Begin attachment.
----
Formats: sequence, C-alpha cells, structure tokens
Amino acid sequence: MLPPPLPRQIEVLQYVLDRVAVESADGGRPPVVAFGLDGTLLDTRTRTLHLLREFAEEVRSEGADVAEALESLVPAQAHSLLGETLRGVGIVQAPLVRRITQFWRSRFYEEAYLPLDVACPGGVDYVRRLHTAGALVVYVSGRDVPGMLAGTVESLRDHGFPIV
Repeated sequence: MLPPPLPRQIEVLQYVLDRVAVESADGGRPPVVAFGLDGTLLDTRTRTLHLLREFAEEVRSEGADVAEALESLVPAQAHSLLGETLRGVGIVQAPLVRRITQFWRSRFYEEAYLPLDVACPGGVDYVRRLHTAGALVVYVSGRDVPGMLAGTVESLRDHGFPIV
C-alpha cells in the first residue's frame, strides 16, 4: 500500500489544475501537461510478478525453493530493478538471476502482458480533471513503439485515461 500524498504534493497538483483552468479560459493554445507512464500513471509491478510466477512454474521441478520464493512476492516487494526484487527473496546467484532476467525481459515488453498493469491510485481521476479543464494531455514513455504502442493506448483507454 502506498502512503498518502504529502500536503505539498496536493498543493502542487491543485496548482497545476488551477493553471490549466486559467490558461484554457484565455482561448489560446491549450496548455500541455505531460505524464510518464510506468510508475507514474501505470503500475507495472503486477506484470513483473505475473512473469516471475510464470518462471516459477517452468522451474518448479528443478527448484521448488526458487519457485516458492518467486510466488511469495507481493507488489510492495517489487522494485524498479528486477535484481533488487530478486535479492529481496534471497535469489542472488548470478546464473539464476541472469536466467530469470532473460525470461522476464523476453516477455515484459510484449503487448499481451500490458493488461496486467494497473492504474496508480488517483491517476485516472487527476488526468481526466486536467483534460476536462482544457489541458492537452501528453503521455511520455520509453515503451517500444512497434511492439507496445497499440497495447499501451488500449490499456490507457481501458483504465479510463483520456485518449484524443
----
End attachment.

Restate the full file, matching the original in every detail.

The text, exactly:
Formats: sequence, C-alpha cells, structure tokens
Amino acid sequence: MLPPPLPRQIEVLQYVLDRVAVESADGGRPPVVAFGLDGTLLDTRTRTLHLLREFAEEVRSEGADVAEALESLVPAQAHSLLGETLRGVGIVQAPLVRRITQFWRSRFYEEAYLPLDVACPGGVDYVRRLHTAGALVVYVSGRDVPGMLAGTVESLRDHGFPIV
Repeated sequence: MLPPPLPRQIEVLQYVLDRVAVESADGGRPPVVAFGLDGTLLDTRTRTLHLLREFAEEVRSEGADVAEALESLVPAQAHSLLGETLRGVGIVQAPLVRRITQFWRSRFYEEAYLPLDVACPGGVDYVRRLHTAGALVVYVSGRDVPGMLAGTVESLRDHGFPIV
C-alpha cells in the first residue's frame, strides 16, 4: 500500500489544475501537461510478478525453493530493478538471476502482458480533471513503439485515461 500524498504534493497538483483552468479560459493554445507512464500513471509491478510466477512454474521441478520464493512476492516487494526484487527473496546467484532476467525481459515488453498493469491510485481521476479543464494531455514513455504502442493506448483507454 502506498502512503498518502504529502500536503505539498496536493498543493502542487491543485496548482497545476488551477493553471490549466486559467490558461484554457484565455482561448489560446491549450496548455500541455505531460505524464510518464510506468510508475507514474501505470503500475507495472503486477506484470513483473505475473512473469516471475510464470518462471516459477517452468522451474518448479528443478527448484521448488526458487519457485516458492518467486510466488511469495507481493507488489510492495517489487522494485524498479528486477535484481533488487530478486535479492529481496534471497535469489542472488548470478546464473539464476541472469536466467530469470532473460525470461522476464523476453516477455515484459510484449503487448499481451500490458493488461496486467494497473492504474496508480488517483491517476485516472487527476488526468481526466486536467483534460476536462482544457489541458492537452501528453503521455511520455520509453515503451517500444512497434511492439507496445497499440497495447499501451488500449490499456490507457481501458483504465479510463483520456485518449484524443